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Old 30-12-2013, 07:40 PM   #559
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Join Date: May 2011
Posts: 2,809
Understanding Indoor Antenna

This post arises from numerous questions about indoor antenna.

To use an analogy, using antenna to capture tv signal is like fishing.

Kelong is located at the most advantages location to trap fish. The design is optimised to lead more fish to the net. Similarly, outdoor antenna is installed at the best location (roof top). The design of the antenna is optimised to capture VHF or UHF signal.

For UHF signal, the optimum length of the antenna element is about 0.25 to 0.3m for the Singapore DVB channels (half of 300 divided by frequency of channel in MHz). Those who have seen roof top antennae would have noticed that they are installed in a horizontal plane. This is because the signal is polarised in the horizontal plane. If the antenna is install in the vertical plane, signal received would be zero theorectically (think polarised as in sunglasses). [The relevance of this information will be clearer later]

For master tv antenna (matv) serving a large number of units, the signal is processed and amplified before distribution to individual units.

For UHF indoor antenna, reception is compromised because of obstructions from building, reflections, etc. Furthermore, sometimes it is smaller than the ideal dimension. However, this can be compensated some what by tuned circuit incorporated.

Nevertheless, the technology of DVB transmission has taken care of these limitations, more so in T2 over T format. With built-in error correction and only a small fraction of signal strenth required as compared to analogue tv, very weak signal still can be decoded successfully for perfect reception.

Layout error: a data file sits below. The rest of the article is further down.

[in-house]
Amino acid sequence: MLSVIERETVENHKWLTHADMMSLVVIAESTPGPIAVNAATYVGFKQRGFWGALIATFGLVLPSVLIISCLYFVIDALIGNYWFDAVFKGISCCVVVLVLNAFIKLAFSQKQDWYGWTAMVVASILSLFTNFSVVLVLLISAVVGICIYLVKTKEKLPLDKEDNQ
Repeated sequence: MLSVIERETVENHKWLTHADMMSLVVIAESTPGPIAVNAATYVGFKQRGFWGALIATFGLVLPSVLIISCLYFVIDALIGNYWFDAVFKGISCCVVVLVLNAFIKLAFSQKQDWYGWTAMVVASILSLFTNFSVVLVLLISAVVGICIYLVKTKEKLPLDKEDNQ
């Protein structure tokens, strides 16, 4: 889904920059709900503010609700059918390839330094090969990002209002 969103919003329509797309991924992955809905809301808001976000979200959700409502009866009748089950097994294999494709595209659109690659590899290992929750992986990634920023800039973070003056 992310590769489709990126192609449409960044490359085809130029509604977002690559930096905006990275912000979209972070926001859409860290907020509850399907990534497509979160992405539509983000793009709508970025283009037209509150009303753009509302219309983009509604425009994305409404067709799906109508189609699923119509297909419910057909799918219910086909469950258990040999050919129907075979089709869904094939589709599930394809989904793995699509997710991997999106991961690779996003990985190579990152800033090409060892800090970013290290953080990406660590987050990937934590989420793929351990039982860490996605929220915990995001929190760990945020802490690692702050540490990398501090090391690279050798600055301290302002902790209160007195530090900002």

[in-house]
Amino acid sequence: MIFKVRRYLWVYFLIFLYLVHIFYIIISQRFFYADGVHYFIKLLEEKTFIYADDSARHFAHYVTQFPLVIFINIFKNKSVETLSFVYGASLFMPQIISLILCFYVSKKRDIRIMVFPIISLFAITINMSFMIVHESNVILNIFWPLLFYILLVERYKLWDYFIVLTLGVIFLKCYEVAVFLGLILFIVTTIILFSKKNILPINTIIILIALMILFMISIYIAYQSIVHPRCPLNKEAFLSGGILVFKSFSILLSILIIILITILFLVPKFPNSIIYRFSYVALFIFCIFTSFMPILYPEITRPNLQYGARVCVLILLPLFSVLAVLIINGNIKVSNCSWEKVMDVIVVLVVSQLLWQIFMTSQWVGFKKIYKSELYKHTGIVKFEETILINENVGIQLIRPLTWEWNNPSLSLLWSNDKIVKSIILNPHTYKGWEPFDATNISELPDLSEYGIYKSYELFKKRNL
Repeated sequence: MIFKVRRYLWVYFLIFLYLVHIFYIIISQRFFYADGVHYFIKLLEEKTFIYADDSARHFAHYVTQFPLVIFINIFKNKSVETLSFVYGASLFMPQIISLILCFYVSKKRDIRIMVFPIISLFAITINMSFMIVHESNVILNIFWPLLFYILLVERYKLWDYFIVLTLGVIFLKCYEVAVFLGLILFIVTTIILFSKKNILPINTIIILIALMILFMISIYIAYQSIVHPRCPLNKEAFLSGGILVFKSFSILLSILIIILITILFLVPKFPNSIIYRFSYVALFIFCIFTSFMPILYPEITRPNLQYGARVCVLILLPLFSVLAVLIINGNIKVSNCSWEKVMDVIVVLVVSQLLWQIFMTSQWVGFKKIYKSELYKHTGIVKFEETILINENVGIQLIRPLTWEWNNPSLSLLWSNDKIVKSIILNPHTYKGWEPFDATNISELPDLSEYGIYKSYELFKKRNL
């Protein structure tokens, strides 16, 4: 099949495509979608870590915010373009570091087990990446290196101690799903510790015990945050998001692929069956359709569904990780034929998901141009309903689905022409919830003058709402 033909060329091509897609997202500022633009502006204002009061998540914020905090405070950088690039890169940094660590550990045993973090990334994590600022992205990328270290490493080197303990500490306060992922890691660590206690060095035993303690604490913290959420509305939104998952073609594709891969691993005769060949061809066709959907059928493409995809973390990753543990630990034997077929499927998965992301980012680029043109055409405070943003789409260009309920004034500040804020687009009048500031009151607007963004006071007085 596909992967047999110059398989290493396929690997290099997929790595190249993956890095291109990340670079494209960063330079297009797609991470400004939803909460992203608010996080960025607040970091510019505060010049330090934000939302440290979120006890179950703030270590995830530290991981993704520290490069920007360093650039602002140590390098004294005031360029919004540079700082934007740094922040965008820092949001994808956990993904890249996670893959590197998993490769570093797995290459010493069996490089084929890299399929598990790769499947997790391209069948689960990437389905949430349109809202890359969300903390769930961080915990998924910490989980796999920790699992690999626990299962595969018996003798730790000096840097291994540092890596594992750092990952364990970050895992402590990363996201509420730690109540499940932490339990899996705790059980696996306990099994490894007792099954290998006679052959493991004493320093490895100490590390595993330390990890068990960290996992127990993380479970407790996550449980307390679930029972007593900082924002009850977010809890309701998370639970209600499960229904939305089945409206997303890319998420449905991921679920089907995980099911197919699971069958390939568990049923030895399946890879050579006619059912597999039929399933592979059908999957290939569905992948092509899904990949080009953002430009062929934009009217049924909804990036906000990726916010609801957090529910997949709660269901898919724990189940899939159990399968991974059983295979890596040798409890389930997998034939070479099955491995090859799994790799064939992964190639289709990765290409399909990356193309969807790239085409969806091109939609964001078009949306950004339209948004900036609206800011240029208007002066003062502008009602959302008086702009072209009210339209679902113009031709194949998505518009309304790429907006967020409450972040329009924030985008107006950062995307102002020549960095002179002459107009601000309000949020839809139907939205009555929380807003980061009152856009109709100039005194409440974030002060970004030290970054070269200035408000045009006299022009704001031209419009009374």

So, a simple rabbit antenna, or one as I have used and shown in the other post, can be used successfully. The important point to note is that indoor, the antenna element may not neccessarily be always in the horizontal plane. The antenna element may have to be inclined at 45 degree, for example. This is because refections of signal may have changed the polarisation. Effort may have to be made to find the best orientation and location for best overall reception. (This is also true for outdoor installation). Extension cable to increase the lenth of the cable may help to improve the chance of getting a good location.

Pic and more info contained in the other post:
How about amplified antenna?

An "amplified antenna" is one that comes with a booster, either built-in or attached as a separate device. For indoor use, the booster is a small amplifier that can increase the signal strength received from the antenna. But as an active device, the booster also introduces some noise. So even if the signal strength is boosted, the signal quality may deteriorate.

As can be seen in earlier posts, results vary. Every case is unique. It pays to try various options.

Last edited by mrsun18; 30-12-2013 at 08:31 PM..
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